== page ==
Do you have a sense of adventure and a desire to serve in Latin America? Would you like to live a simpler lifestyle closer to the people, and share you faith and talents with the poor? If so, we would like to invite you to consider joining us in our mission work in Peru.

We are looking for dedicated lay Catholics with an independent spirit to serve in Trujillo on the northern coast of Peru.

Trujillo: What’s it like?
We’ve had lay missionaries serve in the neighborhoods of Rio Seco and Kumamoto on the outskirts of the large city of Trujillo in northern Peru. Thousands of poor families have come to the desolate sand hills overlooking the city in search for a place to live. These hillside neighborhoods are often described as a pueblo joven (a young town). The area is an urban slum, a desert-like hillside where thousands of poor and desperate families have come to build a home and find work.

Many of the families have left their hometowns in the mountains or rural areas in search of a better life. They have left the places where they had family ties and a sense of identity and community to come to a barren hillside where there are few trees or shrubs — rarely even a blade of grass. There they build little houses of adobe bricks and begin a long struggle for the basic necessities of food, water, latrines, transportation, and above all, a job.

There are signs of despair up and down the dusty dirty roads of these neighborhoods. Men turn to alcohol, and youths gather together in gangs to assault and steal from the weak. Violence is a big problem for the community.

But there are signs of hope, too, as people plant flowers outside their doors and leaders organize the community to press the government to provide the basics of water, electricity, latrines, and schools. The church is there, too, helping with soup kitchens, a school for handicapped children, chapels, and plans for new job training programs. There are signs of hope, too, in the children – ever resilient – laughing and playing games in the dirt streets and climbing the hills of sand.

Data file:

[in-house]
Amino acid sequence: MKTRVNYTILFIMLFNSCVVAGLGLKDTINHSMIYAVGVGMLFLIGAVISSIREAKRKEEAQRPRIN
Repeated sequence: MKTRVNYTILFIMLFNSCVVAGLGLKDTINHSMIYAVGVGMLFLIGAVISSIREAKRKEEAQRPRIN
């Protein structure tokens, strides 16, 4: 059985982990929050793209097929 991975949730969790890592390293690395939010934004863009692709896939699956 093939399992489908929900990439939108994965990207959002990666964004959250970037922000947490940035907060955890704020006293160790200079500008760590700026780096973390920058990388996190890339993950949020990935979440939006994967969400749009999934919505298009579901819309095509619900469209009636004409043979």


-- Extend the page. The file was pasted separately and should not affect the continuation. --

Read more about the lay missionaries in Peru here.

What Kind of Work Would You Do?
Our previous lay missionaries served in a variety of ways, according to their skills. They worked in the parish, with some of the small projects of the church (like those mentioned above), and they found other ways to contribute, such as in the forming of a women’s knitting group, and an informal school for child dropouts. There are opportunities in education, youth organizations, job skill training, community organizing, health care, sports, and pastoral work with catechists and religion classes. There would be work in the soup kitchens, centers for handicapped children, the Fe y Alegria school.

What Kind of Candidates Are We Looking For?
We are looking for candidates with some skills and experience in the following areas:

  • Motivated self-starters. This site, more so than any of our others, will need people with the personality style of seeking out work and building relationships. This site is one of our least structured, because the needs are many, and there are a variety of places to insert yourself. This is also our only site where the Comboni community is not within walking distance.
  • Basic skills in Spanish.
  • Some experience working with parish and/or community groups, or a strong desire to learn.
  • Skills and talents in education, health care, job training, parish youth ministry, community development, or working with handicapped children.

What Do We Provide?

  • Preparation: We provide a solid 14-week formation for mission program at our center in La Grange Park, IL. It includes discussions and workshops in mission theology, skills for cross-cultural living, collaborative leadership, communication and team building skills, mission spirituality, and community.
  • Language Training: New lay missionaries assigned to Peru will have 3-4 months of Spanish training, if needed.
  • Local Support: The lay missionaries will work in the area of the parish that is managed by the Comboni community in Trujillo. There are currently three Comboni priests in this community. The priests do not live on the compound of the parish.
  • Room and Board: Housing is provided for the lay missionaries, along with a monthly stipend of $275 for personal expenses and for food. The lay missionaries also receive an annual allowance of $300 for professional growth, retreat, and vacation expenses.
  • Health Insurance and Other Benefits: Lay missionaries are provided health insurance and transportation to and from the mission site in Peru. Upon successful completion of their three-year contract, they will also receive $1800 for relocation expenses.

How Do You Take the Next Step?
If you would be interested in serving as a lay missionary for three years in Trujillo, Peru, please take a look at our requirements for Eligibility. If you think you meet the requirements, fill out the Preliminary Form and we can begin to discuss the possibilities.